• In a guest post for The Platoon Advantage, Dan Hennessy explains why “the less I hear my team’s name associated with free agency, the happier I am.”
  • Very, very cool skiing and outdoors footage in “Winter,” which will screen at the Village in Westwood on Sunday.
  • Finally, if you haven’t seen “Beginners” with Ewan McGregor, Christopher Plummer, Melanie Laurent and Goran Visnjic, I really recommend it.
Nov 29

Remembering 2011: Jonathan Broxton


Jake Roth/US PresswireJonathan Broxton (43)

The setup: The polarizing pitcher whose mostly dominant career was marred by two notorious postseason setbacks entered his free-agent year hoping to recover from his biggest struggles yet – having allowed 62 baserunners and 26 runs in 29 2/3 innings dating back to his infamous 48-pitch outing against the Yankees on June 27, 2010.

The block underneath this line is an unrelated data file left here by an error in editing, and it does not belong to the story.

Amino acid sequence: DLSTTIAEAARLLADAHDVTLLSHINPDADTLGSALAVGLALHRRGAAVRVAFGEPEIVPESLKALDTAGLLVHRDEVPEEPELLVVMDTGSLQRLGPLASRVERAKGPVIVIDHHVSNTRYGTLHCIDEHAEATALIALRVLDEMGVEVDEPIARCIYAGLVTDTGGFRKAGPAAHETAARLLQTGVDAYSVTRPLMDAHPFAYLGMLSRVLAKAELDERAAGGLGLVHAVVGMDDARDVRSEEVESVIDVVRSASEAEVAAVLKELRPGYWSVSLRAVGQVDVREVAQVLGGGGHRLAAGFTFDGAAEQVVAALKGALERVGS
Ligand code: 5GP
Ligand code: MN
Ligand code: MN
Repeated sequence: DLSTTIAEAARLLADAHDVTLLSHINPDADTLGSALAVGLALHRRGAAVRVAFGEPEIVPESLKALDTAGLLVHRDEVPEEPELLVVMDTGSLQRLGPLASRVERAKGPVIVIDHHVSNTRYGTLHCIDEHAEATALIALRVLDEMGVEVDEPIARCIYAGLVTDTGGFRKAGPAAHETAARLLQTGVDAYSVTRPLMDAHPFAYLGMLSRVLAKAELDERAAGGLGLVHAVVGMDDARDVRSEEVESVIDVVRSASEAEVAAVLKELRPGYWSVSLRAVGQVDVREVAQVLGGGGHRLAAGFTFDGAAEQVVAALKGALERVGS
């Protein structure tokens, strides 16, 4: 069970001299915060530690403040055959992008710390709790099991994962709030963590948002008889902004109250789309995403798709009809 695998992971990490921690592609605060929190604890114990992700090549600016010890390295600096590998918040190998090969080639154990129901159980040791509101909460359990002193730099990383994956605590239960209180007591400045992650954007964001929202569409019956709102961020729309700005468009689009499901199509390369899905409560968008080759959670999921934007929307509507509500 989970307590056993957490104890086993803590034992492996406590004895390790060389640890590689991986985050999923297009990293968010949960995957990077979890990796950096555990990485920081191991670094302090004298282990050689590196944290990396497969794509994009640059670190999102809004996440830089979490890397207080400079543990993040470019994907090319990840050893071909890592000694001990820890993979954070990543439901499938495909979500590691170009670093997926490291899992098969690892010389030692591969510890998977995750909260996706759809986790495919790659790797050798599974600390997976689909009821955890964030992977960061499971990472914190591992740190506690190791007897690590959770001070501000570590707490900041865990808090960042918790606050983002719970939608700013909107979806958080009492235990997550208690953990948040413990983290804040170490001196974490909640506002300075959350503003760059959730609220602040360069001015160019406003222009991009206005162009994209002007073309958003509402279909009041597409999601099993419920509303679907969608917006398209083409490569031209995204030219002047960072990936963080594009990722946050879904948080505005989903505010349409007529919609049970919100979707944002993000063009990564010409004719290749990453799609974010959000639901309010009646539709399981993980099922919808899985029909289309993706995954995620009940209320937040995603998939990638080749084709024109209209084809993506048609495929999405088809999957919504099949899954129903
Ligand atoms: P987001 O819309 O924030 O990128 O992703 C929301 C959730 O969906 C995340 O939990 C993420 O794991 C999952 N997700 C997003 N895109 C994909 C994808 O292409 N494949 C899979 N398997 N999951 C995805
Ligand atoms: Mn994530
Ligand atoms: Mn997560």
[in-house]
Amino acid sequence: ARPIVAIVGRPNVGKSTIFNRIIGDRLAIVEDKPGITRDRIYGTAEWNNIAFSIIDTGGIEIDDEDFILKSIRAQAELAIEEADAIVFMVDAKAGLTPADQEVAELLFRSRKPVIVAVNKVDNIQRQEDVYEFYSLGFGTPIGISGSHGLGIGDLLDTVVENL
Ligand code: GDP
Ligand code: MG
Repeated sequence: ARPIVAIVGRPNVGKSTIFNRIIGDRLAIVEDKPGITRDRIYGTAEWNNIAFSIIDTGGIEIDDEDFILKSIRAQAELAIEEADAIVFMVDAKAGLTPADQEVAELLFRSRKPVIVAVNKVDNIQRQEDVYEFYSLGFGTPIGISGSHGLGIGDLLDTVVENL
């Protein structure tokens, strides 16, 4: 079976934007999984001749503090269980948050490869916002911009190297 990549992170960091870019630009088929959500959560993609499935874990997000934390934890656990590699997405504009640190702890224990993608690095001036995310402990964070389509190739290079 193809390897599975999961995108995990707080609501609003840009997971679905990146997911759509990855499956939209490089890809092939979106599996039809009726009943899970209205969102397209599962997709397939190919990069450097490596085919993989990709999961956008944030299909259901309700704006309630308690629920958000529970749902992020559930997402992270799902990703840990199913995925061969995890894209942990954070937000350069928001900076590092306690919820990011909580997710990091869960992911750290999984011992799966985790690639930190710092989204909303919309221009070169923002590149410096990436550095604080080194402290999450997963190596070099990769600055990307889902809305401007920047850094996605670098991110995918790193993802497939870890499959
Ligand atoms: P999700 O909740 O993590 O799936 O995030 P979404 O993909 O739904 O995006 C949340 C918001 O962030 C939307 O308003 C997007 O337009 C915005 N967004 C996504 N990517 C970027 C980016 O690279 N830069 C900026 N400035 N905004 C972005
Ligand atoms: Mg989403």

The closeup: Both Broxton and general manager Ned Colletti asserted that health was not an issue with Broxton’s struggles, with Colletti saying a physical backed up their claim. But was something missed? Entering the year with 11.7 strikeouts per nine innings since his 2005 debut, Broxton fanned only one batter in his first five outings (4 1/3 innings) while allowing two home runs. Then, when his strikeouts increased, his runs allowed did as well. After he allowed two runs on three hits in an inning against St. Louis on April 18, we found ourselves here:

… I really think it’s important to be clear about this. For the longest time, the concern that Broxton’s detractors had was not that he couldn’t get anyone out, but just that he wouldn’t get the job done in October. The explanation offered the most was that he didn’t have the backbone, guts or other relevant body part to succeed under pressure.

I never bought into that argument, because I saw Broxton succeed too many times under pressure – including in the playoffs – to see a pattern, and that given another opportunity, there were more reasons to believe he would succeed than there were that he’d fail. Many more reasons. Baseball history is filled with onetime October failures who found redemption. …